In one study, exercise stimulated the human brain’s ability to maintain old network connections and make new ones that are vital to cognitive health. Other studies have shown that exercise increases the size of a brain structure important to memory and learning, resulting in better spatial memory. Aerobic exercise, such as brisk walking, is thought to be more beneficial to cognitive health than nonaerobic stretching and toning exercise.

National Institute on Aging

Exercise keeps your weight down, supports you physical health, and can increase endorphins that make you happier. 

There’s also a social component to exercise, especially if you choose to take a stroll around a local park, join a gym, or sign up for a group exercise class. 

Keep your mind engaged and active – read our article on playing brain games.

Keep In Communication With Loved Ones 

Lastly, we recommend keeping current with your favorite people, including friends and family.

You may not have children, but you more than likely have others in your life that you can continue relationships with.

They are your support system, as well as people you care about, so its vital that they know what’s happening in your world.

You don’t have to visit in person if you can’t do that due to distance or you simply don’t want to.

Today, you can use apps like Zoom or FaceTime, or devices like Amazon’s Echo Show to see your loved ones without physically sharing the same space.

How Do You Prepare Yourself For Old Age?

You have a lot of options for preparing yourself for old age. Per the intro, let’s go over them now. 

Take Good Care Of Your Health; Don’t Wait Until You’re Older To Do It

Whether you think you may want to prepare for old age alone or you worry you’ll be forced into it, that’s a good enough reason to prioritize your health if you’re not already doing so.

Why wait until you’re old when you can begin taking better care of yourself now? After all, with age comes more severe health issues and complications.

If you maintain a healthy lifestyle starting right here at the age you’re at now, you might find that aging happens more gracefully and painlessly.

This puts you in a better position to age alone.

Set Up Medical Care Early

A lot of people develop health conditions and need medical care when they get older. If you do, you’re not going to have a caretaker, adult child, spouse, or partner to help you with it all.

First, we recommend learning what kind of insurance may be available to you so you can begin planning financially for this aspect of your life.

Keep in mind that depending on your age, the insurance you have now might not be the insurance you still use in your later years. 

In addition, consider getting long-term care insurance.

It’s a good idea to look for a policy that will help with paying for personal care in your home, as well as the typical ones that cover elder care in an assisted living facility or nursing home.

Next, begin preparing for adequate medical care. Look up assisted living options, doctors and hospitals in your area, and you might even check into hospice care. 

Finalize Legal And Financial Prep Early

Another hugely important aspect to think about when preparing for old age alone is your finances and your legal rights.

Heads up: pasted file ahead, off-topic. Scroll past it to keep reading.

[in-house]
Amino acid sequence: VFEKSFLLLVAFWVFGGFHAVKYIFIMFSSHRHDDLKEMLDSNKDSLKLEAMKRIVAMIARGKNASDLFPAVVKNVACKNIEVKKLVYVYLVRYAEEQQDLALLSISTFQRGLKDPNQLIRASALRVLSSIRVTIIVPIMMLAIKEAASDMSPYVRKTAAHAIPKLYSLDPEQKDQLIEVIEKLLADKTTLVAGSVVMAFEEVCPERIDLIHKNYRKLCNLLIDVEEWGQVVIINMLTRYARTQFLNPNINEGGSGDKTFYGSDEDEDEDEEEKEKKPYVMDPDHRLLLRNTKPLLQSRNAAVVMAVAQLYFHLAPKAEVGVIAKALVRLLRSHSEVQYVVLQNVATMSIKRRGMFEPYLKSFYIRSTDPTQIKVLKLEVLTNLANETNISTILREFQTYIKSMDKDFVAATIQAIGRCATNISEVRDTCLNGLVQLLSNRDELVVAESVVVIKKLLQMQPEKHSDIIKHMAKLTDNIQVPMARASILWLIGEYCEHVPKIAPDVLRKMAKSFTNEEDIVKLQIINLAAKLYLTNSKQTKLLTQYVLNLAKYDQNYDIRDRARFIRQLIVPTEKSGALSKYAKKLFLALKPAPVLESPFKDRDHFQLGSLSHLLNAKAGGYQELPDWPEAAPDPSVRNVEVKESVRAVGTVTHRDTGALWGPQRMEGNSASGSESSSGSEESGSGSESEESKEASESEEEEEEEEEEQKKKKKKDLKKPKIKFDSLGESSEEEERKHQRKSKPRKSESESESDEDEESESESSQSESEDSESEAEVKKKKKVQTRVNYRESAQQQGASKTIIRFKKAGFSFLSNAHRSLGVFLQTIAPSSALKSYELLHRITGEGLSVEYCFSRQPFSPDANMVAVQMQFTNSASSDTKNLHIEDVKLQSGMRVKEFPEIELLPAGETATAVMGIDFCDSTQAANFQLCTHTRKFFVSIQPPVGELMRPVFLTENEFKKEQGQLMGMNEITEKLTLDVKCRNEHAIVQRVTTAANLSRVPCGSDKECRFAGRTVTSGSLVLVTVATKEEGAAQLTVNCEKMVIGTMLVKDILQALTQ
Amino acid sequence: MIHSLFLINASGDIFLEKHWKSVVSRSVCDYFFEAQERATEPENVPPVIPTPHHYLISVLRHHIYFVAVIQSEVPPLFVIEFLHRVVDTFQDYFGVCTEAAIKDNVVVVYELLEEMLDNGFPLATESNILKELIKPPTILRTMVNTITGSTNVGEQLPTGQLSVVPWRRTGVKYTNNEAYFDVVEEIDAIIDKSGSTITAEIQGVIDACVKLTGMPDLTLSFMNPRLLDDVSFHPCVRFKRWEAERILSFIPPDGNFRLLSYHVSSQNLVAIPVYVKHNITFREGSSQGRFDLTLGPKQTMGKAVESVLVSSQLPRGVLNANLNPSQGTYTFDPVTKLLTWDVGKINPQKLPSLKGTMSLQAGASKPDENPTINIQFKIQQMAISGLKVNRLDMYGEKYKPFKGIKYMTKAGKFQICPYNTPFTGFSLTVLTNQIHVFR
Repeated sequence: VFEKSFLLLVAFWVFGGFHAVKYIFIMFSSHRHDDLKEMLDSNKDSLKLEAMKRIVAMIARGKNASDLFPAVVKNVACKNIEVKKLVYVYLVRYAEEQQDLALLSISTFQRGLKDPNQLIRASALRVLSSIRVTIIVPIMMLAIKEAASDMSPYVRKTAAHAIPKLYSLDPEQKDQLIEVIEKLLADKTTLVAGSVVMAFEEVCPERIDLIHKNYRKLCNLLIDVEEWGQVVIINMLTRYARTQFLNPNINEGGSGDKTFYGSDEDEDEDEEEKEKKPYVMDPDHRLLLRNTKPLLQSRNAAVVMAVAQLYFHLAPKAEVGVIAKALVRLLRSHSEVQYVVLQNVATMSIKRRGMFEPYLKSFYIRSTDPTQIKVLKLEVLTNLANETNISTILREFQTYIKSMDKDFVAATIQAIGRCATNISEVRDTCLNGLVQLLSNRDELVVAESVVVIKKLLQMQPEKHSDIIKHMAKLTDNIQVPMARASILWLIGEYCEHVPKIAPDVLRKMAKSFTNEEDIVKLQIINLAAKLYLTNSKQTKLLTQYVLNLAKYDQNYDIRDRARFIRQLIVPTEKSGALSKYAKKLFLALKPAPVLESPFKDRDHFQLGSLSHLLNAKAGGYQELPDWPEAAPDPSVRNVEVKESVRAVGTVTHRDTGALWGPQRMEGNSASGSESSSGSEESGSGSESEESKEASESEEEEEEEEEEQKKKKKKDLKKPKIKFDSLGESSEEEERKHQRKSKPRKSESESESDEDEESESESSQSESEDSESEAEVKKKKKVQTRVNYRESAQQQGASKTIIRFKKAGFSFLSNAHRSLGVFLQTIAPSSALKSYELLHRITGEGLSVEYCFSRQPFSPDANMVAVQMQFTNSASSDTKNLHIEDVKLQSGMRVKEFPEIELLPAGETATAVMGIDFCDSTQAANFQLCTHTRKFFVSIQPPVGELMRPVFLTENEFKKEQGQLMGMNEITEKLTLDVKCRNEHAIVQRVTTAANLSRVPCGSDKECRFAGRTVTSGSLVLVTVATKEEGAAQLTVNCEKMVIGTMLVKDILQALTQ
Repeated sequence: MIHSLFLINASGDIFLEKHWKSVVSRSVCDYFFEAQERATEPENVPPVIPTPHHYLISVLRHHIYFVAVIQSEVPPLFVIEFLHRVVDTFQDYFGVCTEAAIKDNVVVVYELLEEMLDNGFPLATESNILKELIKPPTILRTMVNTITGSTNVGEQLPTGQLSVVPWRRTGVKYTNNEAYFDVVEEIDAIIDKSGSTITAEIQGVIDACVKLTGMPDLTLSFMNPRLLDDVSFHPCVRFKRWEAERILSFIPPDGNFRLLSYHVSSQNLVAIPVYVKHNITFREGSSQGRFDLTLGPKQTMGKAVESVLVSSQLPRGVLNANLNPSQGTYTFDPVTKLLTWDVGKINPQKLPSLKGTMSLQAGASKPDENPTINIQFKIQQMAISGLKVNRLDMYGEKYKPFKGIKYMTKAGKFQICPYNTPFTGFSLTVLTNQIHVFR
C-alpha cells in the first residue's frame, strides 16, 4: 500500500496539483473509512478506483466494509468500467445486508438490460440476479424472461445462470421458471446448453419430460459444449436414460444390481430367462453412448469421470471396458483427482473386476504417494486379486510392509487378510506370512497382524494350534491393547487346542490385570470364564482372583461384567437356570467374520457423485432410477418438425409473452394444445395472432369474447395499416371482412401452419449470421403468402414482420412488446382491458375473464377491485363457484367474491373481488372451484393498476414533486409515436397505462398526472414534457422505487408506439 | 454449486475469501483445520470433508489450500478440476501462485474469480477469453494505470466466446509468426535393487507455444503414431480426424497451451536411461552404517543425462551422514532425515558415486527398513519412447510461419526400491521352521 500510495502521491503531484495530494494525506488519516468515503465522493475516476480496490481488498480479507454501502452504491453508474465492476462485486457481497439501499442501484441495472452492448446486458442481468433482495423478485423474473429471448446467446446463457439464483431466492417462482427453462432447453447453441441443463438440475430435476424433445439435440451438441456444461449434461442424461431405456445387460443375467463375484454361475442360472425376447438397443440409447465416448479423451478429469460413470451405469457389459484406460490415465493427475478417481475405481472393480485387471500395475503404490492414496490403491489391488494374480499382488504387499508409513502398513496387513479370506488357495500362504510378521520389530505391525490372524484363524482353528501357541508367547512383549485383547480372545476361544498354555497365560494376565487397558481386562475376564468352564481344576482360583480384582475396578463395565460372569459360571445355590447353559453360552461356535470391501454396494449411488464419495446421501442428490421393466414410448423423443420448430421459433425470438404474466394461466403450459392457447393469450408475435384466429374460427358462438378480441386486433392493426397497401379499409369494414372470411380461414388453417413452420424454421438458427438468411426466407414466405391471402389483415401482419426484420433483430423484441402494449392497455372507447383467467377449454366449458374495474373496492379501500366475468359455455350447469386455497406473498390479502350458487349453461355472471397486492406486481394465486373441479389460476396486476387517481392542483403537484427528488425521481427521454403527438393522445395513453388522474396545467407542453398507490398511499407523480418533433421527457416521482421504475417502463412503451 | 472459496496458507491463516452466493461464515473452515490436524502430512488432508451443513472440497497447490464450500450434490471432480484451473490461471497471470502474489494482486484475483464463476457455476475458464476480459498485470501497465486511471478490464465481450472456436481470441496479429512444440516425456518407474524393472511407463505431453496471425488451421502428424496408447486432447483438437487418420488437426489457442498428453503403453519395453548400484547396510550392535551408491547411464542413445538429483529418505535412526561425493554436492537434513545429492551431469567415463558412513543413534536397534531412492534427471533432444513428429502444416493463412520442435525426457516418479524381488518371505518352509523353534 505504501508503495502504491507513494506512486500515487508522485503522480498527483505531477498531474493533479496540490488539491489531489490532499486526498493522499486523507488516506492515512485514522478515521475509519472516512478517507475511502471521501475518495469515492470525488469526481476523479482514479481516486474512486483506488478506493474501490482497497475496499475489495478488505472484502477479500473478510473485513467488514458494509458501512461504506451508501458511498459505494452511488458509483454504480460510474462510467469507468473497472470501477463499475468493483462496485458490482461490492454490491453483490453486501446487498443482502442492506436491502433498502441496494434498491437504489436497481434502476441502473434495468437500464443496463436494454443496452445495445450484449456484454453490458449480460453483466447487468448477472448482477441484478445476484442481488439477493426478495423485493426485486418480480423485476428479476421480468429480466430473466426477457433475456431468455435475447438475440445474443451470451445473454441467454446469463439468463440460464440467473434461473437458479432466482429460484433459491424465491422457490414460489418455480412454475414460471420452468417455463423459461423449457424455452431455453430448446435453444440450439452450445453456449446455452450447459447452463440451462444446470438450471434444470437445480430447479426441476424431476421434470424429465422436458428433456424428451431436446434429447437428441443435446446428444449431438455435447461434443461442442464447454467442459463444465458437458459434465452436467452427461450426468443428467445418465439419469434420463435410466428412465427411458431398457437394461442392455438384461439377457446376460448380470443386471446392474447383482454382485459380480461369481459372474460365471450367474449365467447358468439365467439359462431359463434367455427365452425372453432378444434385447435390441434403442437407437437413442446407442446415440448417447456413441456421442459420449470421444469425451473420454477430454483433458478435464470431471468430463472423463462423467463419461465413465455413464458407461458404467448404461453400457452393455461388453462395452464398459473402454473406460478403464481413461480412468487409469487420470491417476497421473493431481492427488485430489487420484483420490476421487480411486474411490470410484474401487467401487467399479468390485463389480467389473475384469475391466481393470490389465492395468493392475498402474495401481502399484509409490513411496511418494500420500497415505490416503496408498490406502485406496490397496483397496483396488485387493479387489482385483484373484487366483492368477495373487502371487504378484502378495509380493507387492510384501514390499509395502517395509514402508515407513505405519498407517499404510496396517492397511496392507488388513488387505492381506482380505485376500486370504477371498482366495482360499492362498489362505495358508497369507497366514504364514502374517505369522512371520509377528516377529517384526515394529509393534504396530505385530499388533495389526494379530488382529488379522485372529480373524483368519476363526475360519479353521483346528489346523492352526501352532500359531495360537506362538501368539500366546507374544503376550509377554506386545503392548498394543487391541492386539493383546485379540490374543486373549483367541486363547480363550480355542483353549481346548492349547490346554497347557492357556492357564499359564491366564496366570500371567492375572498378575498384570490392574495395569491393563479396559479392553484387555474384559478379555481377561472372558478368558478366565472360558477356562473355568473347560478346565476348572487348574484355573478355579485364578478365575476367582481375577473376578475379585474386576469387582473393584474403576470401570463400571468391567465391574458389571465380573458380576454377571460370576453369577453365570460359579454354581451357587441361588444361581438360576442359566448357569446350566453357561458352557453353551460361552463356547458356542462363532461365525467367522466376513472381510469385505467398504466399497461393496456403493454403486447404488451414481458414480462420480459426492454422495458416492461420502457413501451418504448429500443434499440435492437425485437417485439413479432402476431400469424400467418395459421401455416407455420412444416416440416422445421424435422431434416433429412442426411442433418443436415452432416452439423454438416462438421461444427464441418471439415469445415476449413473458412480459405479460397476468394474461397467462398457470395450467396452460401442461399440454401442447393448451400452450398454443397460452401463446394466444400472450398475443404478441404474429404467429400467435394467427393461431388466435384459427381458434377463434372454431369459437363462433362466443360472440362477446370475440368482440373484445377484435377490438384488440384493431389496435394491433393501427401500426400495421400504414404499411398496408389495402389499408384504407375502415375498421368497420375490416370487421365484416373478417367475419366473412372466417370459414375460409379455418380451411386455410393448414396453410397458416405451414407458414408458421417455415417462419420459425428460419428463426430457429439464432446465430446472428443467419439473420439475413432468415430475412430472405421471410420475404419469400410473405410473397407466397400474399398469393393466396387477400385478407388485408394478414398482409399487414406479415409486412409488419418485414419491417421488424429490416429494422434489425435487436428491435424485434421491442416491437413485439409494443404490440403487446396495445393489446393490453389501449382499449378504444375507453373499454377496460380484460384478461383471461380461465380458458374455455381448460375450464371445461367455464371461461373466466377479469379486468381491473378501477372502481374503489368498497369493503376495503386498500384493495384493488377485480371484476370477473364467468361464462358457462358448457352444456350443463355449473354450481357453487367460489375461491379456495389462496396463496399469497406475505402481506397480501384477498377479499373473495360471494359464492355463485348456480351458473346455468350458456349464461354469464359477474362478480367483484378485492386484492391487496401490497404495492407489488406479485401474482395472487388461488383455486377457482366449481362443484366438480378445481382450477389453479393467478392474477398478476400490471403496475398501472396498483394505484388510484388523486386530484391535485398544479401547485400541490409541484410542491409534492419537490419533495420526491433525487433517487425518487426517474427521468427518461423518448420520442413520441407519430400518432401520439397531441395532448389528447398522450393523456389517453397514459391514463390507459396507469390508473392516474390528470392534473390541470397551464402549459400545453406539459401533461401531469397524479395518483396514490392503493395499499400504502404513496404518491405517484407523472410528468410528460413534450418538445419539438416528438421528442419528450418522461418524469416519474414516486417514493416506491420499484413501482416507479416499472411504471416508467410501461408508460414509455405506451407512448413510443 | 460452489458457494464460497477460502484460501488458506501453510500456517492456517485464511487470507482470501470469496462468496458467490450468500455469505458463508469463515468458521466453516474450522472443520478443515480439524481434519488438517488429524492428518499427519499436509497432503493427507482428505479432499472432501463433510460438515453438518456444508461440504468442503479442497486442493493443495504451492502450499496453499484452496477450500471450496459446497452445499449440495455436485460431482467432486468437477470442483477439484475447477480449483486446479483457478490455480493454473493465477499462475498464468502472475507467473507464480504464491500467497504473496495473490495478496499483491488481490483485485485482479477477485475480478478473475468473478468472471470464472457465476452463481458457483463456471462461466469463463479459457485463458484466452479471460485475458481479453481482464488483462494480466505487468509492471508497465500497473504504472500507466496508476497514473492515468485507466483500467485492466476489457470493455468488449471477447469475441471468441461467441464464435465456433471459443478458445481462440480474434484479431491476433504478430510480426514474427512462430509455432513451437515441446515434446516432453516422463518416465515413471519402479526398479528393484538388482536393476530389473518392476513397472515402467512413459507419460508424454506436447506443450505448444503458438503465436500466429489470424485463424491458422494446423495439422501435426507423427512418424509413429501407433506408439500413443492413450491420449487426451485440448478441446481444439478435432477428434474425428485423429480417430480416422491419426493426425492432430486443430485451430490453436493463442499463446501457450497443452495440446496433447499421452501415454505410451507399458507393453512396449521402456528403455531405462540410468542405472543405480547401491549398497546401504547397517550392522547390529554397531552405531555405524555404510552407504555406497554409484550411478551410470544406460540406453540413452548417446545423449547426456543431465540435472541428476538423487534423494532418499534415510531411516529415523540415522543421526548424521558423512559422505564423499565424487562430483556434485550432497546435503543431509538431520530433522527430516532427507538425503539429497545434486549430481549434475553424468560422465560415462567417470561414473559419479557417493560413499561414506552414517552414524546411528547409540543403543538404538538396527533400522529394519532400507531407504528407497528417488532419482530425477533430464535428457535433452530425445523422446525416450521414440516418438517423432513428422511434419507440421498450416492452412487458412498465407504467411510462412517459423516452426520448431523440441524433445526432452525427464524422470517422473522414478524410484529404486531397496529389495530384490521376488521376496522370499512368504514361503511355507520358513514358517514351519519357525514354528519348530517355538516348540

If you don’t already have a living will, it’s time to put one together. Think carefully about who would receive what, as after you’re gone, the will applies.

Do you have substantial assets? You’ll also need a lawyer’s help to go through and determine what will be allocated and how. 

You’ll also need to name a financial power of attorney to handle your financial affairs in case you become incapacitated, along with someone who will act as your medical power of attorney in the event you cannot make decisions about your own medical care.

Consider Where You’ll Live

Earlier, we discussed the possibility of getting overwhelmed with house care and being unable to keep up. 

Look at where you live now. Do you realistically think you can continue to manage your home as you get older, especially when you’re the only one available to do it?

If you have doubts, you might want to consider your living options.

You don’t necessarily have to give up your home and move into an assisted living community, but you might consider downsizing your home to something more manageable as you age.

Save Up For Retirement

With only one income to contribute to retirement, you’re likely going to struggle more to save the extra money than couples would.

Since you can only work for so long, the earlier you can begin setting aside cash for retirement (and the more you set aside), the better.

It can help to read books that can guide you towards saving and planning for your retirement.

How Can I Make My Body Stronger For Old Age?

A strong body is more fall-resistant and might be able to keep up with the rigors of solo house maintenance for longer. Let’s wrap up by discussing your options for strengthening your body in your old age.  

Exercise Regularly

An active lifestyle will certainly keep you strong. The best thing to do is to engage in a variety of physical activity several times per week.

Incorporate resistance training into core exercises, especially, to help you build strength and muscle. 

Once you’ve toned your body, resistance training will continue to keep you in tip-top shape so you’ll feel ready for what life has to throw at you. 

Follow A Good Diet

A balanced, nutritious, well-rounded diet will improve your health and strength. Healthy meals should contain between 25 and 30 grams of protein to keep bones and muscles strong. 

Consider Taking Vitamins

Vitamins, supplements, and minerals can introduce more nutrients that your diet alone can’t provide, enabling you to take better care of your health.

Final Thoughts

Preparing for old age alone is a choice some of us make and a number of people have foisted upon them.

While it’s not as easy to be alone in your senior years compared to having a caregiver, spouse or partner, or adult child live with you, with the advice in this guide, you can make it happen and still enjoy a high quality of life!


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  1. Waite LJ. The Demographic Faces of the Elderly. Popul Dev Rev. 2004;30(Supplement):3-16. PMID: 19129925; PMCID: PMC2614322. ↩︎